Monday was the school board’s first meeting after a report and body camera video shed new light on the failed police response at Robb Elementary.
UVALDE, Texas — The wounds are fresh, the trauma is real, and the mistrust runs deep in Uvalde.
Crowds were agitated at the CISD Uvalde board meeting on Monday – the first since surveillance footage and an investigation report were released.
“Shame on you!” people shouted, demanding accountability from elected members and Superintendent Hal Harrell.
Much of their anger was aimed at suspended Uvalde School Police Chief Pete Arredondo.
“If he’s not fired tomorrow at noon, I want your resignation,” the father of one of the 19 children who died told Harrell.
“And each of you board members too.”
Anger boiled over as people repeatedly asked if Arredondo would be fired.
The report released Sunday by the Texas House Investigative Committee blames all law enforcement officers who responded to the May 24 massacre.
While the Uvalde ISD school shooting response plan called for Arredondo to be the incident commander if a shooting occurred on campus, he testified to committee members that he did not consider himself not in command that day.
The report says that in the absence of a cohesive response or incident command post, any of the other officers on scene — local, state or federal — could have taken charge.
Students and teachers waited more than an hour to be rescued from their classrooms with police just steps away.
“Not one was man enough to go in there. 77 min. 77 min!” a local pastor told school board members. “Your boy, Pete, he dropped the ball real hard.”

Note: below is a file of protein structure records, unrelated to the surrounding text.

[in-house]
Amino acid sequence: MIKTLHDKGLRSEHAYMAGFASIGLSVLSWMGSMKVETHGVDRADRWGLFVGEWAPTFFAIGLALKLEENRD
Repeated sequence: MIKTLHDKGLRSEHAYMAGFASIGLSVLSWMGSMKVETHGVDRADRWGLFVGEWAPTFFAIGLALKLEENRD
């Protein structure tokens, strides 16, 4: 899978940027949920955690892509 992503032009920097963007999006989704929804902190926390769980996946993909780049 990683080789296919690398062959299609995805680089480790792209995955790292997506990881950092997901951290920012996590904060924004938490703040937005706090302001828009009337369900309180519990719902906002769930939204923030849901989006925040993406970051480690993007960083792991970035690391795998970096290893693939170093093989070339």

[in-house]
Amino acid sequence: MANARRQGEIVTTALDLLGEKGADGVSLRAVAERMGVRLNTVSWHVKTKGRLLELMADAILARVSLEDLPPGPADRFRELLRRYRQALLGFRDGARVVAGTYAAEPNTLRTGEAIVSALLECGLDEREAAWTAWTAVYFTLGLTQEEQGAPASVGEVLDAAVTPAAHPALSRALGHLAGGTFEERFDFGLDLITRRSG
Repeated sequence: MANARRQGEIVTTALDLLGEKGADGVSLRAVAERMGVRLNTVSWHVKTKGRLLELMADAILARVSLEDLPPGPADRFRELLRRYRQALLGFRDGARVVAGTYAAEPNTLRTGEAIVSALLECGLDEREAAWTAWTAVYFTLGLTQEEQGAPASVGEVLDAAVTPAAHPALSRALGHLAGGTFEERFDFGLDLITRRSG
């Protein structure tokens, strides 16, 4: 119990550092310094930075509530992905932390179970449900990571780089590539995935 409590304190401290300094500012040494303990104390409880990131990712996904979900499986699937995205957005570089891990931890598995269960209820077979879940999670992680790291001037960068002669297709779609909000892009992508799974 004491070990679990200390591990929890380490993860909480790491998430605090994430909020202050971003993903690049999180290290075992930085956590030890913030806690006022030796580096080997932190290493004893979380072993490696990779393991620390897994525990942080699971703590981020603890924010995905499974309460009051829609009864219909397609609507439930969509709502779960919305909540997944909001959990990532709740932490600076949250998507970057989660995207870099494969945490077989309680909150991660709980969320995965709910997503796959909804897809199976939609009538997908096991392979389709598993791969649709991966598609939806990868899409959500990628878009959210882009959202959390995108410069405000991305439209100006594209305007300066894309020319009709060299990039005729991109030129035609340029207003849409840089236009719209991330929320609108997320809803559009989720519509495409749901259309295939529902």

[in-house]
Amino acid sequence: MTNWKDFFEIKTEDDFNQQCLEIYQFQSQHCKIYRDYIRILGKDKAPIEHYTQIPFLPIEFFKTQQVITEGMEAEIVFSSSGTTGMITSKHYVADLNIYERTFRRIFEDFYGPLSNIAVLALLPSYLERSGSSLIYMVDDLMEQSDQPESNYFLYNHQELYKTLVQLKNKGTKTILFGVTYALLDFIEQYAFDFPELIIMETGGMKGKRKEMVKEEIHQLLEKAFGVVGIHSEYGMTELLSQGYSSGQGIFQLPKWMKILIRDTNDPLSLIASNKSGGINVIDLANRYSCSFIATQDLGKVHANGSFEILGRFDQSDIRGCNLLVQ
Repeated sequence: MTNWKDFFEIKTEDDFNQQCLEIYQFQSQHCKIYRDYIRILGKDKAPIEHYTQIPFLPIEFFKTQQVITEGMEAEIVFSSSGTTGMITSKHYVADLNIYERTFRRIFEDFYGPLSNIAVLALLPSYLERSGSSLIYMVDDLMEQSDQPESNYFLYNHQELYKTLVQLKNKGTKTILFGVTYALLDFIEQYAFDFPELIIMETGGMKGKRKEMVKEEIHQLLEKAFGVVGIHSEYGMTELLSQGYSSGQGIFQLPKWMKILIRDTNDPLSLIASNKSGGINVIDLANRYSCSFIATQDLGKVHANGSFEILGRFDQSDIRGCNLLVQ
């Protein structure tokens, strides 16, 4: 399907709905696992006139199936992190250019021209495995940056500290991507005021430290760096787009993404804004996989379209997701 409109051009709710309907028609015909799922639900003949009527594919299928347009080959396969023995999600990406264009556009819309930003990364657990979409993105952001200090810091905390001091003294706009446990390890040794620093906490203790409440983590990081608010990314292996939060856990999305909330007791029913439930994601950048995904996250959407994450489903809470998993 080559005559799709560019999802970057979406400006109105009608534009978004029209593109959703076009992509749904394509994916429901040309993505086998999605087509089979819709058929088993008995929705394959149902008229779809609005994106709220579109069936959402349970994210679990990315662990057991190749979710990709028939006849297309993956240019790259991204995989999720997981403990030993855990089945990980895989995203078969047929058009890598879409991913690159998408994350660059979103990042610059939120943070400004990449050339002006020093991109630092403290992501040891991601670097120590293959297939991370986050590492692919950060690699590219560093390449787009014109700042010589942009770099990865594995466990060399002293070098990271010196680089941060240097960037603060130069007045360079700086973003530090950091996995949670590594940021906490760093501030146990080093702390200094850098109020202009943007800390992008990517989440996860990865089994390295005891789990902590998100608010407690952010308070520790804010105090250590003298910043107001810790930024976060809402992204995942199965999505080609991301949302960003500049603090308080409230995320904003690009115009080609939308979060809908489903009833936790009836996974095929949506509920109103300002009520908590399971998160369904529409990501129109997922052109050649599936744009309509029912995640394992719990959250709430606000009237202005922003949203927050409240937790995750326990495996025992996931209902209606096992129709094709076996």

He told the superintendent and all the board members that the families deserved to be held accountable.
“Be man enough to come say, we let you down!” he said.
Jazmin Cazares, sister of victim Jackie Cazares, asked the council how they could expect her to return to school in just a few weeks.
She is entering her last year of high school.
“What are you going to do to make sure I don’t have to watch my friends die?” she asked.
“What are you going to do to make sure I don’t have to wait 77 minutes bleeding on my classroom floor, just like my little sister did?” asked Cazares.
Several family members who have lost children have questioned why Arredondo remains on the district payroll while several mothers and fathers are without paychecks because they lack the strength to return to work.
And many of the children who survived are afraid to go back to school.
“Most of these kids were my friends,” said a 10-year-old student. “I don’t want to go to your school if we don’t have protection.”
Harrell suggests pushing back the next school year after Labor Day. It also plans to offer a virtual option for students.
He told parents that before school starts, campuses will be surrounded by new, taller fences. Doors will be inspected to ensure they lock. Many will be replaced. New surveillance cameras will be installed.
“There have been a lot of failures,” he told the crowd, “and we are working to correct those failures.”
But the new security measures won’t bring back the 19 students and two teachers who died, and they won’t bring much peace to the survivors.
“My daughter, Layla, is so terrified of going back to school that she’s crying. What will you tell her? a mother asked.
Another father summed it up like this: “You’ve let us all down. If something does not change, I will withdraw my three children from your school.